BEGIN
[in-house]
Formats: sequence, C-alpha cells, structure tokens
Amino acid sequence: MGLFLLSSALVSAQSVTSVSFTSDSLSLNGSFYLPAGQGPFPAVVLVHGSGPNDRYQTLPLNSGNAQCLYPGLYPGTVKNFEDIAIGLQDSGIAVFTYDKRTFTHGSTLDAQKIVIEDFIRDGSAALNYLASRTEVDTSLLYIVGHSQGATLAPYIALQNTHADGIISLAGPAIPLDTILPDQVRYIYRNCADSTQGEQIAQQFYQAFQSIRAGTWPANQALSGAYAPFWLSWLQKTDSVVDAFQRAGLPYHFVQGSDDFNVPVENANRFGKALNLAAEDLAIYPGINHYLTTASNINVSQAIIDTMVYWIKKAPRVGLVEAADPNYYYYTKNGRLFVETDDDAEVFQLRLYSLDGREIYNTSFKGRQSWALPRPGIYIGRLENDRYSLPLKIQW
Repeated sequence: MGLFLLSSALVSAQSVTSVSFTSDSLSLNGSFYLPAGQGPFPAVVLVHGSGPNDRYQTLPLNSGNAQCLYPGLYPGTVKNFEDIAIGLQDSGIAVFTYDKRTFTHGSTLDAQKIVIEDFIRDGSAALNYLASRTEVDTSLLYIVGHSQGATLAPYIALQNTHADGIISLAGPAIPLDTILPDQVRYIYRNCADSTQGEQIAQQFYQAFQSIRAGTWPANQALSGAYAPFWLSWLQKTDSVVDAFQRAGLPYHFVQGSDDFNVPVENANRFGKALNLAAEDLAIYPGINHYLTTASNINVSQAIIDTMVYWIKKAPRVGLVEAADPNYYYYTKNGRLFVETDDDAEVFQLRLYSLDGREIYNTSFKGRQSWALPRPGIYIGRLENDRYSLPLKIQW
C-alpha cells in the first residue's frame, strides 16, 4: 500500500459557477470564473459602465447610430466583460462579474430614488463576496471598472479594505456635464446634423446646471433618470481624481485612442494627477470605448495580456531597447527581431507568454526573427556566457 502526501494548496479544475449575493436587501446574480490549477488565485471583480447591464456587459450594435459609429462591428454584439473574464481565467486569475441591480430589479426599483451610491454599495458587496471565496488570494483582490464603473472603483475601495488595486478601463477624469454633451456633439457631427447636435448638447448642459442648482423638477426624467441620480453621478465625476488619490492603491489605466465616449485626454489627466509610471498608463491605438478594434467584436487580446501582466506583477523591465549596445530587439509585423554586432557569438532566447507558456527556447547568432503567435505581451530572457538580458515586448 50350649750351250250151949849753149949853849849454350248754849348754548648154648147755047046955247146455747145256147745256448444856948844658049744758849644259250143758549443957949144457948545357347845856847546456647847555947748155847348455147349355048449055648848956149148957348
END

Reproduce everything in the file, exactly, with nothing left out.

[in-house]
Formats: sequence, C-alpha cells, structure tokens
Amino acid sequence: MGLFLLSSALVSAQSVTSVSFTSDSLSLNGSFYLPAGQGPFPAVVLVHGSGPNDRYQTLPLNSGNAQCLYPGLYPGTVKNFEDIAIGLQDSGIAVFTYDKRTFTHGSTLDAQKIVIEDFIRDGSAALNYLASRTEVDTSLLYIVGHSQGATLAPYIALQNTHADGIISLAGPAIPLDTILPDQVRYIYRNCADSTQGEQIAQQFYQAFQSIRAGTWPANQALSGAYAPFWLSWLQKTDSVVDAFQRAGLPYHFVQGSDDFNVPVENANRFGKALNLAAEDLAIYPGINHYLTTASNINVSQAIIDTMVYWIKKAPRVGLVEAADPNYYYYTKNGRLFVETDDDAEVFQLRLYSLDGREIYNTSFKGRQSWALPRPGIYIGRLENDRYSLPLKIQW
Repeated sequence: MGLFLLSSALVSAQSVTSVSFTSDSLSLNGSFYLPAGQGPFPAVVLVHGSGPNDRYQTLPLNSGNAQCLYPGLYPGTVKNFEDIAIGLQDSGIAVFTYDKRTFTHGSTLDAQKIVIEDFIRDGSAALNYLASRTEVDTSLLYIVGHSQGATLAPYIALQNTHADGIISLAGPAIPLDTILPDQVRYIYRNCADSTQGEQIAQQFYQAFQSIRAGTWPANQALSGAYAPFWLSWLQKTDSVVDAFQRAGLPYHFVQGSDDFNVPVENANRFGKALNLAAEDLAIYPGINHYLTTASNINVSQAIIDTMVYWIKKAPRVGLVEAADPNYYYYTKNGRLFVETDDDAEVFQLRLYSLDGREIYNTSFKGRQSWALPRPGIYIGRLENDRYSLPLKIQW
C-alpha cells in the first residue's frame, strides 16, 4: 500500500459557477470564473459602465447610430466583460462579474430614488463576496471598472479594505456635464446634423446646471433618470481624481485612442494627477470605448495580456531597447527581431507568454526573427556566457 502526501494548496479544475449575493436587501446574480490549477488565485471583480447591464456587459450594435459609429462591428454584439473574464481565467486569475441591480430589479426599483451610491454599495458587496471565496488570494483582490464603473472603483475601495488595486478601463477624469454633451456633439457631427447636435448638447448642459442648482423638477426624467441620480453621478465625476488619490492603491489605466465616449485626454489627466509610471498608463491605438478594434467584436487580446501582466506583477523591465549596445530587439509585423554586432557569438532566447507558456527556447547568432503567435505581451530572457538580458515586448 50350649750351250250151949849753149949853849849454350248754849348754548648154648147755047046955247146455747145256147745256448444856948844658049744758849644259250143758549443957949144457948545357347845856847546456647847555947748155847348455147349355048449055648848956149148957348